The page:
New hybrid technology for diagnosis and treatment of strokes to be developed
Collaborative medical imaging project led by FAU and Universitätsklinikum Erlangen granted funding by EIT Health
FAU has demonstrated its strength in research once again: the University is conducting a new research project together with Siemens Healthcare GmbH, Universitätsklinikum Erlangen and other European partners in which researchers will develop an innovative hybrid device that combines different medical imaging technologies and will help stroke patients in particular to receive quicker diagnosis and treatment.
The project is being funded by the European Institute of Innovation and Technology for Health (EIT Health), a publicly financed initiative that aims to ensure sustainable development of innovative health care solutions. The project ‘Predictive Prevention and Personalized Interventional Stroke Therapy – P3 Stroke’ is one of only two in Germany and eight in Europe to receive funding.
EIT Health connects successful regional clusters with international networks of excellent universities, institutes, university hospitals and commercial research centres through the European research and innovation framework programme Horizon 2020. Over 140 companies, research institutions and universities from across Europe collaborate on a diverse range of projects as part of EIT Health; FAU and Siemens Healthineers are among the key partners.
The initiative will receive around 80 million euros of annual funding over the next seven years. Thanks to these resources, EIT Health is able to develop innovative products, educational programmes and services that will help Europe to deal with the challenges of demographic change.
To receive sought-after funding from EIT Health, a group of partners must submit a high-quality project. Prof. Dr. Dr. Jürgen Schüttler, Dean of FAU’s Faculty of Medicine, is delighted that this was achieved with the P3 Stroke project: ‘The project strengthens the connection between the University, Universitätsklinikum Erlangen and partners in industry such as Siemens Healthineers, a collaboration that meets the highest standards in Europe.’
Time is brain – faster treatment for stroke patients
‘With the P3 Stroke project we want to improve the diagnosis and interventional treatment of strokes on a fundamental level by combining the use of magnetic resonance imaging and angiography,’ explains Dr. Heinrich Kolem, CEO of Advanced Therapies at Siemens Healthineers.
Conducting separate examinations using different devices takes time, particularly due to the need to transfer patients between locations. This is valuable time that stroke patients do not have. As an average of 2 million neurons are destroyed every minute, every minutes counts during efforts to prevent major damage after a stroke. In collaboration with Siemens Healthineers, the team of researchers led by Prof. Dr. Arnd Dörfler, head of the Department of Neuroradiology at Universitätsklinikum Erlangen, and Prof. Dr. Andreas Maier, head of the Pattern Recognition Lab at FAU, now want to combine two imaging techniques, magnetic resonance imaging and angiography. This innovative approach will be used for diagnosis and immediate treatment, reducing the time needed for patient transfers and saving valuable time when treating stroke patients.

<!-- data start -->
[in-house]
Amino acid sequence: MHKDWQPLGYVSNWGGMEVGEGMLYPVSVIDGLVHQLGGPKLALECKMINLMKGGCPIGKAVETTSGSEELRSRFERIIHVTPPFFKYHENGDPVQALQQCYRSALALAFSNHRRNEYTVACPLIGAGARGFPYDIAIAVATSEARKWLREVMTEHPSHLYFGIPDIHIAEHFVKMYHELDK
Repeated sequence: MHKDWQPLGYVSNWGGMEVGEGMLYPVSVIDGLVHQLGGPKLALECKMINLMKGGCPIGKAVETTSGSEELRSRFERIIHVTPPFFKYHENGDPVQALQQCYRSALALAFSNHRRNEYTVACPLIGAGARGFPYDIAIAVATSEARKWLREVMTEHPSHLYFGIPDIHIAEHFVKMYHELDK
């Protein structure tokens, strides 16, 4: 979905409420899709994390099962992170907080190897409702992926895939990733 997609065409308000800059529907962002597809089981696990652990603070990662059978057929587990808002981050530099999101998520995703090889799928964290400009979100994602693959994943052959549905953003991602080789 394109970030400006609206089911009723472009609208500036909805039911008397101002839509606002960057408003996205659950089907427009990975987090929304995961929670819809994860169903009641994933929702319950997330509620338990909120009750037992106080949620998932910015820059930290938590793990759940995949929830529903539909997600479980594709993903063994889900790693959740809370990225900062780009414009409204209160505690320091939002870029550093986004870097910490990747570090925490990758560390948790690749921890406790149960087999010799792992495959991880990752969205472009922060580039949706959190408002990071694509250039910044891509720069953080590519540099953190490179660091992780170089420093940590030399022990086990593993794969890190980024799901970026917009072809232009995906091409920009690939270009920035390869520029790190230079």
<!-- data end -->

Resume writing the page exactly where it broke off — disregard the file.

‘The pioneering system enables an exact picture of the development of the condition to be obtained without delay, allowing for effective treatment,’ Professor Dörfler says. While the clinical evaluation of the new methods will be led by the Department of Neuroradiology at Universitätsklinikum Erlangen in close collaboration with the Department of Neurology, the Pattern Recognition Lab is responsible for developing the software: ‘We have been conducting research in various areas of medical imaging for many years and can therefore contribute a considerable amount of expertise,’ Professor Maier explains.
Although the researchers see stroke patients as the main group who will benefit from the new technology, this does not mean that it will be limited to this area. ‘The system will also have applications in minimally invasive treatment for other neuro- and cardiovascular disorders and in oncology,’ Professor Dörfler says optimistically.
For Dr. Simone Reiprich, director of FAU’s Central Institute of Healthcare Engineering (ZiMT) and the University’s official representative in EIT Health’s international Partner Assembly, and Dr. Kurt Höller, director of Business Creation and a member of EIT Health’s Management Board, the fact that funding has been awarded for the project is further proof of the region’s significance in the field of medical technology: ‘The projects that EIT Health awards funding to are highly innovative and involve a high level of scientific expertise. Receiving this funding amid high competition is therefore a great success.’
Dr. Simone Reiprich
Phone: +49 9131 8526868